In this introductory section, we will go over the need for virtualisation, the necessity which gave birth to it.

We will cover a brief history and how the future looks for this industry.

If you want to get hands-on real-world experience with understanding and deploying Docker Containers. Or if you have an idea and want to see it containerized online, I suggest you get a Cloud VPS, for as little as €2.95 a month.

This article is a part of our complete series of articles on Docker. Click here to access the Free Series.


Embedded developers have to deploy ever-more complicated systems to take benefit of hardware whose functionality and overall performance continue steadily to grow at accelerated prices. Writing a single application continues to be manageable for a little microcontroller, but it’s impractical for bigger systems that need a far more modular approach. Adding an operating system to the blend makes multiple applications simpler to work with; however, nowadays even a single operating-system isn’t always the very best solution.


Hypervisors are a way to control virtual machines (VMs) on processors that support the digital replication of hardware. Not absolutely all processors have this kind of hardware-it’s typically within mid- to high-end microprocessors.


Containers have been around for a long time in computing. Containers are an approach to virtualization that deals an application’s code, configurations, and dependencies into blocks for consistency, efficiency, efficiency, and version control. This is an operating system level virtualisation where we depend on the kernel to allow multiple isolated user space instances.

Containers vs. VMs

Primary Usage:

Use for both Containers and VMs may differ based on your needs. However, they are primarily used for:

They don’t package anything bigger than an app and all the files necessary to run, and are often used to package one functions that perform specific duties (known as a microservice).  They often contain their own OS, permitting them to perform multiple resource-intensive functions simultaneously. The increased resources open to VMs permit them to abstract, split, duplicate, and emulate whole servers, OSs, desktops, databases, and networks.  

Underlying architecture:

The container’s system requires an underlying operating system that provides the basic services to all of the containerized applications using virtual-memory support for isolation.A hypervisor, on the other hand, runs VMs that have their own operating system using hardware VM support.
Runs the user mode part of an operating system, and may be tailored to contain simply the needed solutions for your app, using fewer program resources.Runs a complete operating-system like the kernel, thus requiring more program resources (CPU, memory, and storage space).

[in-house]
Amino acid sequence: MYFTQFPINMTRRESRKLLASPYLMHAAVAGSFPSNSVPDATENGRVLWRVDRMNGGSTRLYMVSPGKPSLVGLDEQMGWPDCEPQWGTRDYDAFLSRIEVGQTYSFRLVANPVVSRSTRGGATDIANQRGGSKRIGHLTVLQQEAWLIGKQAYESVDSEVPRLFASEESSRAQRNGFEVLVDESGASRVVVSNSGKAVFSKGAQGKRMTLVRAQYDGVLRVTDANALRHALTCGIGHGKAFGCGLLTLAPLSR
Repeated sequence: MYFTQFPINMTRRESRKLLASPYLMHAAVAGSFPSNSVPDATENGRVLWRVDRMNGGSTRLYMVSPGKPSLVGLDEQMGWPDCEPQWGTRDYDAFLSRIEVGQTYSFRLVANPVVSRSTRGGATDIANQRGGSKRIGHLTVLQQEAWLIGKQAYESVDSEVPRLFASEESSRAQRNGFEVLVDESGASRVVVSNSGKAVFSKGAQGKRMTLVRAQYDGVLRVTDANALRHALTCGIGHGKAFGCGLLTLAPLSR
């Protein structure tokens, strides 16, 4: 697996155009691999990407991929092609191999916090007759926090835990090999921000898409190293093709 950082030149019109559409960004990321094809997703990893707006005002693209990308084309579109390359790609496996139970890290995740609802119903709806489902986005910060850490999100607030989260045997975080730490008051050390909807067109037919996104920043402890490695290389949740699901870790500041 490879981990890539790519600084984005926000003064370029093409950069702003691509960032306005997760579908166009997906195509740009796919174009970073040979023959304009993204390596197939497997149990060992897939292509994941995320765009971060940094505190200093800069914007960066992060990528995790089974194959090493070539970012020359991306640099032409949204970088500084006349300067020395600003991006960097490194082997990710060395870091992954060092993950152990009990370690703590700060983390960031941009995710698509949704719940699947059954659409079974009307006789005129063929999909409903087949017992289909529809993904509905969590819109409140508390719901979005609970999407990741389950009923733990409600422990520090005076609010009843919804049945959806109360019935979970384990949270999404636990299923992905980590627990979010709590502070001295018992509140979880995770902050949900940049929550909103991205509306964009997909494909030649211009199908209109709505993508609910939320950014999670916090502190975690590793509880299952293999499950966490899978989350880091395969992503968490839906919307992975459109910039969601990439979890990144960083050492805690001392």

But WHY are we discussing Containers and VMs?

Did you notice that even after being unicorn like Containers are not widely adapted. Even after all their wonderfulness, you might have not seen them as frequently as VMs.

Well, there’s a reason for that. Containers can be difficult to setup, mind scratching to debug, and hard to automate.

Solution: Docker.


Docker is a software system for building applications predicated on containers – small and light-weight execution environments that produce shared use of the operating-system kernel but otherwise run in isolation in one another. Docker helps with automation of applications in containers.

While containers as an idea have been around for quite a while, Docker, an open source task released in 2013, helped popularize the technology, and offers helped drive the pattern towards containerization and microservices in software program development which has come to be referred to as cloud-native development.

An easy and lightweight method to model reality

Docker is usually fast. You can Dockerize the application in minutes. Docker uses the copy-on-write model to ensure that making changes to the application is also incredibly fast: only what you need to change gets changed.

After that, you can create containers operating your applications. Most Docker containers take less than another to launch. Eliminating the overhead of the hypervisor does mean containers are highly performant and you may pack more of them into your hosts and make the perfect use of your resources.

Defined lines within work process

With Docker, Developers value their applications operating inside containers, and Operations care about managing the containers. Docker is made to enhance consistency by ensuring the surroundings where your developers write code matches the conditions into which your applications are deployed. This reduces the chance of “worked in dev, right now an ops problem.”

Quick and Reliable Development life cycle

Docker aims to lessen the cycle time taken between code being created and code being tested, deployed, and utilized. It aims to create your applications portable, easy to build, and simple to collaborate on.

In the next topic we will discuss Docker Components.

Categories: Knowledgebase


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